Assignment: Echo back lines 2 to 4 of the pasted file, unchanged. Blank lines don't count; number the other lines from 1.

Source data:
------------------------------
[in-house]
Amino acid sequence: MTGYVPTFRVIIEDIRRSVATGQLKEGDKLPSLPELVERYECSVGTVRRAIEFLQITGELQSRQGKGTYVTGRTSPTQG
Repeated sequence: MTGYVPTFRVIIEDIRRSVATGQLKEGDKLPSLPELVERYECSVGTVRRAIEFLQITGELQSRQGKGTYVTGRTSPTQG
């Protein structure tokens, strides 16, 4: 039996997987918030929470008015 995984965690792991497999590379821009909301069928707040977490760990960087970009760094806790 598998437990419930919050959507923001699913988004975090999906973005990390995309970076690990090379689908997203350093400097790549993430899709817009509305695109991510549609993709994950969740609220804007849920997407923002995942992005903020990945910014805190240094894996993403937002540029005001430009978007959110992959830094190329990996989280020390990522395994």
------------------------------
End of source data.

Amino acid sequence: MTGYVPTFRVIIEDIRRSVATGQLKEGDKLPSLPELVERYECSVGTVRRAIEFLQITGELQSRQGKGTYVTGRTSPTQG
Repeated sequence: MTGYVPTFRVIIEDIRRSVATGQLKEGDKLPSLPELVERYECSVGTVRRAIEFLQITGELQSRQGKGTYVTGRTSPTQG
């Protein structure tokens, strides 16, 4: 039996997987918030929470008015 995984965690792991497999590379821009909301069928707040977490760990960087970009760094806790 598998437990419930919050959507923001699913988004975090999906973005990390995309970076690990090379689908997203350093400097790549993430899709817009509305695109991510549609993709994950969740609220804007849920997407923002995942992005903020990945910014805190240094894996993403937002540029005001430009978007959110992959830094190329990996989280020390990522395994």